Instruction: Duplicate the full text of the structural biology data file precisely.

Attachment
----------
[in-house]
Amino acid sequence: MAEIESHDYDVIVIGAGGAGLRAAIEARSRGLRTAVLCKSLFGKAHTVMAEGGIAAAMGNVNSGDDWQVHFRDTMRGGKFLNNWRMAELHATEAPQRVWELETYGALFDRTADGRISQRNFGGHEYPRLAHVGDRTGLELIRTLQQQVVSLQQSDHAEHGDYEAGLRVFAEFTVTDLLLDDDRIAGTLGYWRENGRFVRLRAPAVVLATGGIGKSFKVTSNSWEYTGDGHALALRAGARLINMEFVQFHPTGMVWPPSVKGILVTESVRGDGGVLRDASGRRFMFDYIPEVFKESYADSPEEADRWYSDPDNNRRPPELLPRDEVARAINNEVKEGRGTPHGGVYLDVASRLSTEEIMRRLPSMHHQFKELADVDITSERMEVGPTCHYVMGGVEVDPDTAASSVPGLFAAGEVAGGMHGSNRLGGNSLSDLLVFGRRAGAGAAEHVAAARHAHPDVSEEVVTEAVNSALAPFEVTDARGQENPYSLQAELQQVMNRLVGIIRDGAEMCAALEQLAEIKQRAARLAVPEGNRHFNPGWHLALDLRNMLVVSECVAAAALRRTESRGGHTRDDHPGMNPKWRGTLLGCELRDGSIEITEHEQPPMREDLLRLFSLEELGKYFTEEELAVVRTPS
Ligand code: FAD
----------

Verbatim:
[in-house]
Amino acid sequence: MAEIESHDYDVIVIGAGGAGLRAAIEARSRGLRTAVLCKSLFGKAHTVMAEGGIAAAMGNVNSGDDWQVHFRDTMRGGKFLNNWRMAELHATEAPQRVWELETYGALFDRTADGRISQRNFGGHEYPRLAHVGDRTGLELIRTLQQQVVSLQQSDHAEHGDYEAGLRVFAEFTVTDLLLDDDRIAGTLGYWRENGRFVRLRAPAVVLATGGIGKSFKVTSNSWEYTGDGHALALRAGARLINMEFVQFHPTGMVWPPSVKGILVTESVRGDGGVLRDASGRRFMFDYIPEVFKESYADSPEEADRWYSDPDNNRRPPELLPRDEVARAINNEVKEGRGTPHGGVYLDVASRLSTEEIMRRLPSMHHQFKELADVDITSERMEVGPTCHYVMGGVEVDPDTAASSVPGLFAAGEVAGGMHGSNRLGGNSLSDLLVFGRRAGAGAAEHVAAARHAHPDVSEEVVTEAVNSALAPFEVTDARGQENPYSLQAELQQVMNRLVGIIRDGAEMCAALEQLAEIKQRAARLAVPEGNRHFNPGWHLALDLRNMLVVSECVAAAALRRTESRGGHTRDDHPGMNPKWRGTLLGCELRDGSIEITEHEQPPMREDLLRLFSLEELGKYFTEEELAVVRTPS
Ligand code: FAD